Based on previously unused primary sources including extensive interviews in Cameroon, personal journals, diaries, responses to questionnaires, and a variety of secondary sources, this study is a critical analysis of US study abroad programs in Africa. Using the University of Dayton Cameroon Immersion program as a case study, the work examines different aspects of experiential learning including selection, orientation, activities of US college students in Cameroon, post-immersion meetings, and impact of program. The nation of Cameroon and University of Dayton are uniquely ideal for the study as Cameroon is considered “Africa in miniature” and serves as a window to understanding many of Africa’s political, economic, cultural, and social complexities. Located in the American Midwest, the University of Dayton, while unique, shares many similarities with other American universities.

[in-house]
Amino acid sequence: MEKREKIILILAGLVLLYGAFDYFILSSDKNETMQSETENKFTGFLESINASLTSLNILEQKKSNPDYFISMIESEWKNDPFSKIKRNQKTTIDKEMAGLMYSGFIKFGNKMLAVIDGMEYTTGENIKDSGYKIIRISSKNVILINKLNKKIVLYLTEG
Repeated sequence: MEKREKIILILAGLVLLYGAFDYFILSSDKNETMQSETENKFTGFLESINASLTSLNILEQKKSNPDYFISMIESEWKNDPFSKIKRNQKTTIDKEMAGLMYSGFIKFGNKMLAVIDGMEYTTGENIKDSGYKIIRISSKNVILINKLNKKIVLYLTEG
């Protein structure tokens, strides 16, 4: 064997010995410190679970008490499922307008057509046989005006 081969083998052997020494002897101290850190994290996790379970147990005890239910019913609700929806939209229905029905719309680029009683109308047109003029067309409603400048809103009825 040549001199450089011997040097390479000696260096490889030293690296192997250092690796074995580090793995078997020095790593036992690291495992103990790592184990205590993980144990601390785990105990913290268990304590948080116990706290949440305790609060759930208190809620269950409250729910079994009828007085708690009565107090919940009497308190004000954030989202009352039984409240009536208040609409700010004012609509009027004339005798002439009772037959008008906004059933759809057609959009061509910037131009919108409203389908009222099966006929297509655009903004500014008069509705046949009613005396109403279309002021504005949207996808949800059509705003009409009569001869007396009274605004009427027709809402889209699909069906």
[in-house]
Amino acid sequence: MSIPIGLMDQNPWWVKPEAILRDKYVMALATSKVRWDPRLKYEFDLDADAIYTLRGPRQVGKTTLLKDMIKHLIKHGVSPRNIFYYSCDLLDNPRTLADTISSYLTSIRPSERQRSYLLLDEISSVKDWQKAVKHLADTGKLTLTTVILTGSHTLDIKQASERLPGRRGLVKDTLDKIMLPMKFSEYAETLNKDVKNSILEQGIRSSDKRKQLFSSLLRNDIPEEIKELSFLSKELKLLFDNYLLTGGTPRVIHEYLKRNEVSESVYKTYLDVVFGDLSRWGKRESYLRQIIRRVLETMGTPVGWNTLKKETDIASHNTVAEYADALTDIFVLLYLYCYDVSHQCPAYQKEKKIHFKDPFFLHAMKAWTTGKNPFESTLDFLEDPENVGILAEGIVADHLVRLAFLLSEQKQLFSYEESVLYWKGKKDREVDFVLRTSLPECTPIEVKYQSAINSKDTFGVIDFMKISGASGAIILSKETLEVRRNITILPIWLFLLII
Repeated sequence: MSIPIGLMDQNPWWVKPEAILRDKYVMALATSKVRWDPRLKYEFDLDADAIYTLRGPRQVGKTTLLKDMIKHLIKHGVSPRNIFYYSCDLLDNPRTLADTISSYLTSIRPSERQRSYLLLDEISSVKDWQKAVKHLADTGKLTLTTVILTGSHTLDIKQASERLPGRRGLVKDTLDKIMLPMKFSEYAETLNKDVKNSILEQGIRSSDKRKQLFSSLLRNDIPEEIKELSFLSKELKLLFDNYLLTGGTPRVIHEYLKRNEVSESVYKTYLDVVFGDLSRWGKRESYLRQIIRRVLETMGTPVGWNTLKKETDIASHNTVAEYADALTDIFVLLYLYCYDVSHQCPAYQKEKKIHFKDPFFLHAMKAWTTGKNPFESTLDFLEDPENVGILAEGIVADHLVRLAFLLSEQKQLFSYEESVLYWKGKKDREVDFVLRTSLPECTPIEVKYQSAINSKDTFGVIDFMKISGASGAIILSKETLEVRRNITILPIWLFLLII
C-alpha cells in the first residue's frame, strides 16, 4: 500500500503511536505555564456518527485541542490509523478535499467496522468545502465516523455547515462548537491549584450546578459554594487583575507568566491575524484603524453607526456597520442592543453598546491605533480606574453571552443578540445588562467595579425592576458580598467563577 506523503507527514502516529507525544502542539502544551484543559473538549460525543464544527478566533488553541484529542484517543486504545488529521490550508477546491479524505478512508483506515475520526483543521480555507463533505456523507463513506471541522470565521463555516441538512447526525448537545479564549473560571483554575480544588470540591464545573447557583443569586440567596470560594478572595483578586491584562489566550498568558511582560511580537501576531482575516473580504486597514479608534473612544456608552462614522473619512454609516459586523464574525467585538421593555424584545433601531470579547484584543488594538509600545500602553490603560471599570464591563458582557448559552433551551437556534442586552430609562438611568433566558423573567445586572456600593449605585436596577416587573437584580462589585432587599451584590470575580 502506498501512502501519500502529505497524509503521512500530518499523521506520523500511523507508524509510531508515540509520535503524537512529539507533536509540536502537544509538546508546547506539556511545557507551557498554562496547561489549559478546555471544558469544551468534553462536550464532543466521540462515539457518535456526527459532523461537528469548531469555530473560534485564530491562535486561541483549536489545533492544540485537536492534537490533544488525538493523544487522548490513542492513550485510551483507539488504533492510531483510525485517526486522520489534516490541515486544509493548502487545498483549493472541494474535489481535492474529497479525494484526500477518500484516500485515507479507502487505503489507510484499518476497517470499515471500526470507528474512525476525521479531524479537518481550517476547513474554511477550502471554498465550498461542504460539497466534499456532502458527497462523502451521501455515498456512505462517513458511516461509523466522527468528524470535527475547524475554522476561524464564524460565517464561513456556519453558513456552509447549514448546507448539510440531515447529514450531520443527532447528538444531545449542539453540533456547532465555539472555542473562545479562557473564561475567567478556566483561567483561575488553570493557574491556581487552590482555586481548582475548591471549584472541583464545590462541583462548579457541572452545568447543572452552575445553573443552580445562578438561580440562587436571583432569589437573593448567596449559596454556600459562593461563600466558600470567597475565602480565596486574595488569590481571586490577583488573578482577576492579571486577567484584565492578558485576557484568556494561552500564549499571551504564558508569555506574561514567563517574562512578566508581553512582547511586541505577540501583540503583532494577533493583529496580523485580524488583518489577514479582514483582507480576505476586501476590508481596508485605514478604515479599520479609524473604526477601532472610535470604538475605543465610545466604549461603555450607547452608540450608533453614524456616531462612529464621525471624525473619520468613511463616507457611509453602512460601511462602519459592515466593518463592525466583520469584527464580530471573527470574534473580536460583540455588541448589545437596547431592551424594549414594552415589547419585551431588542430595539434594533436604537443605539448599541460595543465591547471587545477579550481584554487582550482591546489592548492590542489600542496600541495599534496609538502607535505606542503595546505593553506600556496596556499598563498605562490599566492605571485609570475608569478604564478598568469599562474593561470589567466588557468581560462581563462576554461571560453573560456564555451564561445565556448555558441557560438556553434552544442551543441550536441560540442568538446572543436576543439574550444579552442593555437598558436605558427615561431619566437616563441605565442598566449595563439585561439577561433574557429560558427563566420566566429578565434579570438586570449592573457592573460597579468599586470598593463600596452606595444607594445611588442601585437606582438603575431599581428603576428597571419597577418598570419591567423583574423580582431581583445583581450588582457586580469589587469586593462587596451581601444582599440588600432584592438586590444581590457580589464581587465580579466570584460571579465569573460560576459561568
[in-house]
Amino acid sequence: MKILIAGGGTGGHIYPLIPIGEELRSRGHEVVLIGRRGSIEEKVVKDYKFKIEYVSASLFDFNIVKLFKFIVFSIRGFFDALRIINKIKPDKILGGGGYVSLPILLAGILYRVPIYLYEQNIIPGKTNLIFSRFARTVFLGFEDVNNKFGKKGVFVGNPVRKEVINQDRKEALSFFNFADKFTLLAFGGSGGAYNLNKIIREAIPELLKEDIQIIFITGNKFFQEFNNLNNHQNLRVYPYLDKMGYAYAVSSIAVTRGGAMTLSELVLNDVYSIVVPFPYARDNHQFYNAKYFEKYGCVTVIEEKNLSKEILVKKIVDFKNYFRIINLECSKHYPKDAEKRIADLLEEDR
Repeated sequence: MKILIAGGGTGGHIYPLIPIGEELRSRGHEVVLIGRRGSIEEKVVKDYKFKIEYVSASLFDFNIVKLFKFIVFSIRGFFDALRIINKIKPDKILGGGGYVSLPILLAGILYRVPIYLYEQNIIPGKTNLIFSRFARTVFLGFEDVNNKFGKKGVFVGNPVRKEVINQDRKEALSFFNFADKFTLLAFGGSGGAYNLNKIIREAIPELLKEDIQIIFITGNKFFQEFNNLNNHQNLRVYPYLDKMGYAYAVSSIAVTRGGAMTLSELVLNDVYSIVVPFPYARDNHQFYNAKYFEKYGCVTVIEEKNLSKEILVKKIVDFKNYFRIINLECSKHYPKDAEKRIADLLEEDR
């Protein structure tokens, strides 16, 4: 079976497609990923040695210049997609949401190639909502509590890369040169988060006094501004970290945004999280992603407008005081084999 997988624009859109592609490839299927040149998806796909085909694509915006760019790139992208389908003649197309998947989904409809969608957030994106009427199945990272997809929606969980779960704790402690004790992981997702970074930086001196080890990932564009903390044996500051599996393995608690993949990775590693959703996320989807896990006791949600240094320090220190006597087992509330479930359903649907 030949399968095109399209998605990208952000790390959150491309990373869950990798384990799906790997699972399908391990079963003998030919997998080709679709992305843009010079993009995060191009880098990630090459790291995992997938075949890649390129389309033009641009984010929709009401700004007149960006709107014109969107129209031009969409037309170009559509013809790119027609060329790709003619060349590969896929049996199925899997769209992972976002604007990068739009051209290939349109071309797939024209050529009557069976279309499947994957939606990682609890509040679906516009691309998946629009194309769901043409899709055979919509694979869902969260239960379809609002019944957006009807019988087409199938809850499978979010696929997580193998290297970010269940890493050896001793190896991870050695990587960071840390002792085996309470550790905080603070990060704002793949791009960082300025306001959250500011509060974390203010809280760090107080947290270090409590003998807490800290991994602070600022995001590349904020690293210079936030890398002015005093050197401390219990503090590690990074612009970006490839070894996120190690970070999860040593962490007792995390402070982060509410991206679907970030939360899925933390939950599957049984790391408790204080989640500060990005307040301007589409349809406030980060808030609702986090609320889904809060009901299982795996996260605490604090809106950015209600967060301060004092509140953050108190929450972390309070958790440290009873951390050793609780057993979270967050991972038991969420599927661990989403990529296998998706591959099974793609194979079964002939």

The study expands the boundaries of scholarship on study abroad. By comparing the impact of the African experience on students to that of Returned Peace Corps Volunteers who served in that continent, the study opens up avenues for comparative analyses. Africa is vital to the global community and, with its complex political, economic, cultural, and social systems, offers important lessons to understanding students’ ability to adapt to change in a rapidly changing global environment.
Copyright © 2015, Lexington Books, an imprint of Rowman & Littlefield Publishing Group. All rights reserved.
Rowman & Littlefield
Place of Publication
Amin, Julius A., "African Immersion: American College Students in Cameroon" (2015). History Faculty Publications. 119.